What is Cincinnati USA Regional Chamber?

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Cities have different ways of organizing. In some places, there are aldermen (or alderpeople). In other cities, there are Boards of Supervisors. Cincinnati has a balance between the strong-mayor type of government and the council-manager type of system. Cincinnati’s city council is the main legislative body, and a city manager is the main administrative officer for the city. Cincinnati’s city council has nine seats, and those seats are elected for four-year terms.

What Cincinnati also has, which many cities do not, is a very active, prominent Chamber of Commerce.

The Queen City’s Chamber of Commerce is one of the biggest in the United States, representing over a half-million employees across the tri-state region of southwest Ohio, northern Kentucky, and southeast Indiana. Our Chamber has won the award for national Chamber of the Year on two separate occasions.

In 1839, a group of 76 companies banded together to form the Cincinnati Chamber of Commerce, meeting for the first time at the corner of Walnut and Fourth downtown, in what used to be the Cincinnati College Building. This initial Cincinnati meeting was more than 70 years earlier than the United States Chamber of Commerce’s first meeting.

As Cincinnati expanded out into eight counties in the 1960s, the group’s name changed to the Greater Cincinnati Chamber of Commerce. In the 21st century, the group is now known as the Cincinnati USA Regional Chamber, and is comprised of 15 counties – five in Ohio, seven in Kentucky, and three in Indiana.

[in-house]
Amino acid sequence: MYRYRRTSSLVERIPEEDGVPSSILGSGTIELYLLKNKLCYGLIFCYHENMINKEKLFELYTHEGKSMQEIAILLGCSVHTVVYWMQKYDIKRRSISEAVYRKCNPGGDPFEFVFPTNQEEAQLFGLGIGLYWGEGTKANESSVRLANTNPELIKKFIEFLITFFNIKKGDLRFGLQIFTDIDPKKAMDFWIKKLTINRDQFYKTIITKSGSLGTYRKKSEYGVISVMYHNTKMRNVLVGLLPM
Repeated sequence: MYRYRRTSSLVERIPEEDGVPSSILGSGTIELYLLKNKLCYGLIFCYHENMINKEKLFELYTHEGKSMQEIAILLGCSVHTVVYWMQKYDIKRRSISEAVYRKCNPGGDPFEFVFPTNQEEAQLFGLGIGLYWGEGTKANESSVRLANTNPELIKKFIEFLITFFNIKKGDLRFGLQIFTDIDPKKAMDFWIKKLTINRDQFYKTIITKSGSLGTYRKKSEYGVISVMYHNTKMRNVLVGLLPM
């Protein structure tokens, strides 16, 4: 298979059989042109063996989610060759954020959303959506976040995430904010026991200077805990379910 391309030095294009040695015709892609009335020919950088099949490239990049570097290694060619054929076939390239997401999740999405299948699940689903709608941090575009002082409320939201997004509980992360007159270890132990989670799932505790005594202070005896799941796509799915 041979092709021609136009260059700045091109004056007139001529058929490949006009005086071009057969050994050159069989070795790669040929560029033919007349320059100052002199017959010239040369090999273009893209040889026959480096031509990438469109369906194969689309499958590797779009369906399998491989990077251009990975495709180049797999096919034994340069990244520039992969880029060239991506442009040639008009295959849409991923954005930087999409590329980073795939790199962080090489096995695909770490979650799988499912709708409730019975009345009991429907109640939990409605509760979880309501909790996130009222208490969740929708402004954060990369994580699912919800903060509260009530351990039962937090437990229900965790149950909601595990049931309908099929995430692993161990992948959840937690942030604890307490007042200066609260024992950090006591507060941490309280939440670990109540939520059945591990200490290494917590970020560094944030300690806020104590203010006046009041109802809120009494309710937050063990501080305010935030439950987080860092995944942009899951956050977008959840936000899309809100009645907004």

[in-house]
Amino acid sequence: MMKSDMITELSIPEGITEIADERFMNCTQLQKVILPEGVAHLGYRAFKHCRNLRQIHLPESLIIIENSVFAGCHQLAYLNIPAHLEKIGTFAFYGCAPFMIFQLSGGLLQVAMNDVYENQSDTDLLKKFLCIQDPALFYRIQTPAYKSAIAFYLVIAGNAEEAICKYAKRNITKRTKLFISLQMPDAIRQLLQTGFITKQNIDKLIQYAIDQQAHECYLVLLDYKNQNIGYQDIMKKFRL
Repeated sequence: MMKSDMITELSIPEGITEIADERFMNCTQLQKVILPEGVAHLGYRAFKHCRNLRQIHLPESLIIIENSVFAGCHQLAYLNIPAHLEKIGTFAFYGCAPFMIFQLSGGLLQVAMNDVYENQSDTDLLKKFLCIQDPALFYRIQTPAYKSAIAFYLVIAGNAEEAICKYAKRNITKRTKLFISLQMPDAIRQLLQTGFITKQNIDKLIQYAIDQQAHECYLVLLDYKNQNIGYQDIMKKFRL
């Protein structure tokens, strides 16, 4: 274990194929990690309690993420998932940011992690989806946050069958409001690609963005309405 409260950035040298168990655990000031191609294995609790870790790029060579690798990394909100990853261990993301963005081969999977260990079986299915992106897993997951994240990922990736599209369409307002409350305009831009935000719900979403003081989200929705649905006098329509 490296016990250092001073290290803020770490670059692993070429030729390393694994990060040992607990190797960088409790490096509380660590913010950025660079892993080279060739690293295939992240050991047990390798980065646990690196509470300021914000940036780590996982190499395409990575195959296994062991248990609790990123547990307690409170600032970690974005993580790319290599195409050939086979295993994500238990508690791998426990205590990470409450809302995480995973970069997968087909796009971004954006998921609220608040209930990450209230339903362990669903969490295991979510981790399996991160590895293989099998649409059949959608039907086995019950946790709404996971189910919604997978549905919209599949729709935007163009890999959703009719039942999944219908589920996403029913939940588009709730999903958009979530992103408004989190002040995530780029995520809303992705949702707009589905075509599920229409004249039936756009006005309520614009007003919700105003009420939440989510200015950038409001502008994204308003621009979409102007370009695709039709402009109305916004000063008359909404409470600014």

Every small business attorney in the region is very familiar with the Cincinnati USA Regional Chamber, as is every lawyer working with the large international conglomerates with offices in Cincinnati. The chamber’s significance in drawing big business to the area – and retaining those businesses – cannot be overstated.

The Chamber’s Most Prominent President

The Chamber did have one president who is the most recognized of the group’s 182-year history. John P. Williams Jr. served as the group’s president for 17 years, from 1984 until 2001. Williams had been a decorated Marine in the Vietnam War, earning a Bronze Star Medal and two Purple Heart medals. Upon returning, Williams continued his law career at Taft Stettinius & Hollister.

Williams’s work leading the Chamber of Commerce helped bring the Toyota Motor Engineering & Manufacturing North America headquarters to Cincinnati, and brought two new sports stadiums to Cincinnati’s riverfront. Williams also helped the chamber organize two massive events in the region – Taste of Cincinnati (which started in 1979, and is now the country’s longest running culinary arts festival) and Oktoberfest Zinzinnati.